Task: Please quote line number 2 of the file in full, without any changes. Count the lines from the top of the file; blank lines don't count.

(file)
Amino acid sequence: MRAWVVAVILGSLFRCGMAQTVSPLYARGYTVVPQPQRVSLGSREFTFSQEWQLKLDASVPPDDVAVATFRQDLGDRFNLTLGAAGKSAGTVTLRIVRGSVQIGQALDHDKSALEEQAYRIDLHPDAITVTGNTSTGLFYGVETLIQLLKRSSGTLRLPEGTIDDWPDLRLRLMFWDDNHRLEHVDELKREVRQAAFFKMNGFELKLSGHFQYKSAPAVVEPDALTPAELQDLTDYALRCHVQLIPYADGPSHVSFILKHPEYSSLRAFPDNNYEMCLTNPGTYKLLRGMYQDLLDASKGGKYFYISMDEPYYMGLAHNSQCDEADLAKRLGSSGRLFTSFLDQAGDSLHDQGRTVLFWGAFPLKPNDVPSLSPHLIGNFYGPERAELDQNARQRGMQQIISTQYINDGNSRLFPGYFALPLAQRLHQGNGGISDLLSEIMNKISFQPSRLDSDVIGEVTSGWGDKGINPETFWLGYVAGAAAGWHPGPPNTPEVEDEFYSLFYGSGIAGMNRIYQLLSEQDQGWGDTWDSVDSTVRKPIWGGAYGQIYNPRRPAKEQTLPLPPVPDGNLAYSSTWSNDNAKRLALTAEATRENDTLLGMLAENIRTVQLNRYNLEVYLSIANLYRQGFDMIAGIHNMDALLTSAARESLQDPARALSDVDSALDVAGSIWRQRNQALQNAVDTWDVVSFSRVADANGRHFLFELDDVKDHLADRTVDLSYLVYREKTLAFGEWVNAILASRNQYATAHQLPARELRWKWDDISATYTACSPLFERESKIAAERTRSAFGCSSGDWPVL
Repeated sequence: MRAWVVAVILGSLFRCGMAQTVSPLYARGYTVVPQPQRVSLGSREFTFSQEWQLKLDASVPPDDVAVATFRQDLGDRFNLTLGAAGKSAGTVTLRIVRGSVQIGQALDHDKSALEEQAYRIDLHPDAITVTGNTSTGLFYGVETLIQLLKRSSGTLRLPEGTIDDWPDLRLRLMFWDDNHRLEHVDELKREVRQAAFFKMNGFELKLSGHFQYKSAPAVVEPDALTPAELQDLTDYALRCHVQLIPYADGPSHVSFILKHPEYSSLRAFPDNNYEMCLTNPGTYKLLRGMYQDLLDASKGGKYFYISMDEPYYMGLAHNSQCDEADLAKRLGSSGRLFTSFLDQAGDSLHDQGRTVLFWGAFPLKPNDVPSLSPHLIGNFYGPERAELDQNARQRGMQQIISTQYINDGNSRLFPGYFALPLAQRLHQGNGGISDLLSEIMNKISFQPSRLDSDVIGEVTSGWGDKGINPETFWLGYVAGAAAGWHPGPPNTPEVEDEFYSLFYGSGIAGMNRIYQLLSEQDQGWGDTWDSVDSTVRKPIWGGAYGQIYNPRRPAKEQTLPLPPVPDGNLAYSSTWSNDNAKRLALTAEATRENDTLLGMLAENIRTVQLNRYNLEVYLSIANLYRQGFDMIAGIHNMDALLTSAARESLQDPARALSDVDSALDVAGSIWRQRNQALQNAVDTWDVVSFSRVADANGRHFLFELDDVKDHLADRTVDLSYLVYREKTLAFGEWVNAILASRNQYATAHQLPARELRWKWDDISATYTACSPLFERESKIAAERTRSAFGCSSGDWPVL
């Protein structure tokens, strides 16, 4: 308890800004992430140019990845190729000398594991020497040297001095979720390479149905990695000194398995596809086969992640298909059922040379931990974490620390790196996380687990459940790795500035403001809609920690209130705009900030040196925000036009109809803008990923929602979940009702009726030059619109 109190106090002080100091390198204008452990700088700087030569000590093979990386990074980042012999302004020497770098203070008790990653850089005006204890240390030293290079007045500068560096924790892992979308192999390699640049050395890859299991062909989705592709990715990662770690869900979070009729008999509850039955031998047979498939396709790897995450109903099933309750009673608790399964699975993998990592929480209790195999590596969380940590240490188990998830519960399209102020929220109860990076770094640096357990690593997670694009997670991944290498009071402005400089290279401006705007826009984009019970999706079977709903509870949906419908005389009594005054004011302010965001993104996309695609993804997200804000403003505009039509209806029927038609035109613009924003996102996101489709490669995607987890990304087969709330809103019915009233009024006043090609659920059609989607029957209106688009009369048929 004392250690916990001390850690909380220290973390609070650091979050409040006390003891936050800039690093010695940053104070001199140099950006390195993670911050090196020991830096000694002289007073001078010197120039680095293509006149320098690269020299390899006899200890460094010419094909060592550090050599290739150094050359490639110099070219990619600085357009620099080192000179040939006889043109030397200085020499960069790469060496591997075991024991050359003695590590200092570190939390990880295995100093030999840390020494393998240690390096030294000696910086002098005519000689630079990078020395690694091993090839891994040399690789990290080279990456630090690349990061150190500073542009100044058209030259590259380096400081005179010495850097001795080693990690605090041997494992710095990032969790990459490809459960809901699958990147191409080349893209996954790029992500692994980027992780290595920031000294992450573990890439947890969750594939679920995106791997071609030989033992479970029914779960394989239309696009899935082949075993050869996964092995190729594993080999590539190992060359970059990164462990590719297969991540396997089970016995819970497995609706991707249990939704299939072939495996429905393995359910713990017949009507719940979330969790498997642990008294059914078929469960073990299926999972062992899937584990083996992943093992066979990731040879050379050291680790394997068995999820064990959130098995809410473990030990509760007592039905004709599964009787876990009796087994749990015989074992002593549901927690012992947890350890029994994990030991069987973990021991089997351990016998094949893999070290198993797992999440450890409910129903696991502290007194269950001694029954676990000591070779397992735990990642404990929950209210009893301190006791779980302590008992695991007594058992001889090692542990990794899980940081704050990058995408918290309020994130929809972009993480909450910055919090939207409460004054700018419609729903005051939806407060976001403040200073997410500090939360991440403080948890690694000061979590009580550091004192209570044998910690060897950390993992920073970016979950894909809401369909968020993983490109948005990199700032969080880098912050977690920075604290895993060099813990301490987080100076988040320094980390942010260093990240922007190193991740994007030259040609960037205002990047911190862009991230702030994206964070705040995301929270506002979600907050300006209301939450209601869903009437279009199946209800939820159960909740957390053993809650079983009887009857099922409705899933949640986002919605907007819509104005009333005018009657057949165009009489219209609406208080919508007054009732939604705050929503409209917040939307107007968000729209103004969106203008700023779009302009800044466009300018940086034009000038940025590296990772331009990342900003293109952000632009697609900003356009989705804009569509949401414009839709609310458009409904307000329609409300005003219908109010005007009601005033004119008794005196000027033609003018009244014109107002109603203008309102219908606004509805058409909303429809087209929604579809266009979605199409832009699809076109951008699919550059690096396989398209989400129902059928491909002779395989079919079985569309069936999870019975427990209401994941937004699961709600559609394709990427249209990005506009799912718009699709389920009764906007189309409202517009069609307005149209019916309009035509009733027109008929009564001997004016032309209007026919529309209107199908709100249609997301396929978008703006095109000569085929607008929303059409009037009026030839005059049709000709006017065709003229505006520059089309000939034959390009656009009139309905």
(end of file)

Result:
Repeated sequence: MRAWVVAVILGSLFRCGMAQTVSPLYARGYTVVPQPQRVSLGSREFTFSQEWQLKLDASVPPDDVAVATFRQDLGDRFNLTLGAAGKSAGTVTLRIVRGSVQIGQALDHDKSALEEQAYRIDLHPDAITVTGNTSTGLFYGVETLIQLLKRSSGTLRLPEGTIDDWPDLRLRLMFWDDNHRLEHVDELKREVRQAAFFKMNGFELKLSGHFQYKSAPAVVEPDALTPAELQDLTDYALRCHVQLIPYADGPSHVSFILKHPEYSSLRAFPDNNYEMCLTNPGTYKLLRGMYQDLLDASKGGKYFYISMDEPYYMGLAHNSQCDEADLAKRLGSSGRLFTSFLDQAGDSLHDQGRTVLFWGAFPLKPNDVPSLSPHLIGNFYGPERAELDQNARQRGMQQIISTQYINDGNSRLFPGYFALPLAQRLHQGNGGISDLLSEIMNKISFQPSRLDSDVIGEVTSGWGDKGINPETFWLGYVAGAAAGWHPGPPNTPEVEDEFYSLFYGSGIAGMNRIYQLLSEQDQGWGDTWDSVDSTVRKPIWGGAYGQIYNPRRPAKEQTLPLPPVPDGNLAYSSTWSNDNAKRLALTAEATRENDTLLGMLAENIRTVQLNRYNLEVYLSIANLYRQGFDMIAGIHNMDALLTSAARESLQDPARALSDVDSALDVAGSIWRQRNQALQNAVDTWDVVSFSRVADANGRHFLFELDDVKDHLADRTVDLSYLVYREKTLAFGEWVNAILASRNQYATAHQLPARELRWKWDDISATYTACSPLFERESKIAAERTRSAFGCSSGDWPVL